Volume 23, Issue 2 (1994)
Introduction to Mini-Series: School Violence and Safety in Perspective
Michael J. Furlong, Gale M. Morrison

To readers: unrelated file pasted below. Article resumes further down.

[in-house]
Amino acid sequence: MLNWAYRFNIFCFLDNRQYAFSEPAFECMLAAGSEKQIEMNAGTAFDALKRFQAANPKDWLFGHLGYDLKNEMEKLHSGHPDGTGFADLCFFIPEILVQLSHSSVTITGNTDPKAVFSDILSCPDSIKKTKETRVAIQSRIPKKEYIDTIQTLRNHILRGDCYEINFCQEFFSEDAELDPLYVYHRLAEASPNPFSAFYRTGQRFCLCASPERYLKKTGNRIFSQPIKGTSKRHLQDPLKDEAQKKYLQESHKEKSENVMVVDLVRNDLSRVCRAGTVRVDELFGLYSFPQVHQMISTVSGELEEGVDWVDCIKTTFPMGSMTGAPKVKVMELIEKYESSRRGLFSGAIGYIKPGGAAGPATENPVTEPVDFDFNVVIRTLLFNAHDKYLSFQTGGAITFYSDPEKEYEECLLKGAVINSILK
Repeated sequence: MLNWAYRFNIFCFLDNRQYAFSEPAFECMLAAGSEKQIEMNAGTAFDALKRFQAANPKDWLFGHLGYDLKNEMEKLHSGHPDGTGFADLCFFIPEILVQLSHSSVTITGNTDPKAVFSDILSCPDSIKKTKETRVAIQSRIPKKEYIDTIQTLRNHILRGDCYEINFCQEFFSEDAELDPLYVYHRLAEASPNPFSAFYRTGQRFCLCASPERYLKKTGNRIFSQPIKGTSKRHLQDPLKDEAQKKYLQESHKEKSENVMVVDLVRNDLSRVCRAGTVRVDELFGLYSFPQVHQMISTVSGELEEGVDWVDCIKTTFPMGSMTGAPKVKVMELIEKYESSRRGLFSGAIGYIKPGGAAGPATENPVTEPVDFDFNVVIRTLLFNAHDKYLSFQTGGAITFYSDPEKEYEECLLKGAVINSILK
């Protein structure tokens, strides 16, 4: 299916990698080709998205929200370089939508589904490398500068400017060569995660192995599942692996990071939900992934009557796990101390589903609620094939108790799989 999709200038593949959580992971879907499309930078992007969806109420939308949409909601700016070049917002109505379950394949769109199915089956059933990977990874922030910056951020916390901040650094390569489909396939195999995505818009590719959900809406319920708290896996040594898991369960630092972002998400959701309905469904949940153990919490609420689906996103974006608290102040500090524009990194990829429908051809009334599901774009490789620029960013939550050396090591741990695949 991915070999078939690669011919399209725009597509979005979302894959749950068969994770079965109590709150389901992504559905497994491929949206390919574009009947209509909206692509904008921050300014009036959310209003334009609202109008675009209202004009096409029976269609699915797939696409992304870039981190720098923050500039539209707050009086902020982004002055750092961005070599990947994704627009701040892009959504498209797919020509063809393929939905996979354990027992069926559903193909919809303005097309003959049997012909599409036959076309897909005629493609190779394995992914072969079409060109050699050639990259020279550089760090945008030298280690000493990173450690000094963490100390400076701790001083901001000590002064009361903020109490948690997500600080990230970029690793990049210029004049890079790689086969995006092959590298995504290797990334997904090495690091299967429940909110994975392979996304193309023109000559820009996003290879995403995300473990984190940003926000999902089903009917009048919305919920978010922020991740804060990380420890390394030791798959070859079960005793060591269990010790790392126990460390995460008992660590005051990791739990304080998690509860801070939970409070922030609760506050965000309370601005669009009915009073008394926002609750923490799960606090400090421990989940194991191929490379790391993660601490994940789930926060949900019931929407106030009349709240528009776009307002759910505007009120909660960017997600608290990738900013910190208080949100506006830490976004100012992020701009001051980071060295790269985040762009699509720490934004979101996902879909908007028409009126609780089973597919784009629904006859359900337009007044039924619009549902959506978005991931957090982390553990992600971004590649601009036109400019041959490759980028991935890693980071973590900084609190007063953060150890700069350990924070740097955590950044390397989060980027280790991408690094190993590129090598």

The public seems transfixed by the spectacle of violence that occurs daily in our society. Schools, often considered safe havens, are increasingly associated with violent acts. The literature about school violence is replete with evidence that campus incidents also contribute to this pressing school problem (e.g., Harootunian & Apter, 1983). And, it is far too easy to find media portrayals of gratuitous violence occurring among youth and in our schools (e.g., Center to Prevent Handgun Violence, 1990; Hull, 1993; Kennedy, 1991). Among such notable events are Patrick Purdy’s spraying more than 100 rounds from an AK-47 at Cleveland Elementary School in Stockton (resulting in 5 fatalities and 29 injuries; Smith, 1989); Kevin Newman’s shooting of four students and suicide at a Sheridan, Wyoming school (“Gunman Kills Himself,” 1993); and, what will probably become just another innocuous footnote among school violence incidents, the August 1993 carjacking/kidnap/murder of Catherine Tucker, a Long Beach school crossing guard (Helfand & Adams, 1993). We conceived this miniseries to provide school psychologists with current information about school violence and to encourage them to consider how it relates to their roles and responsibilities as educators.
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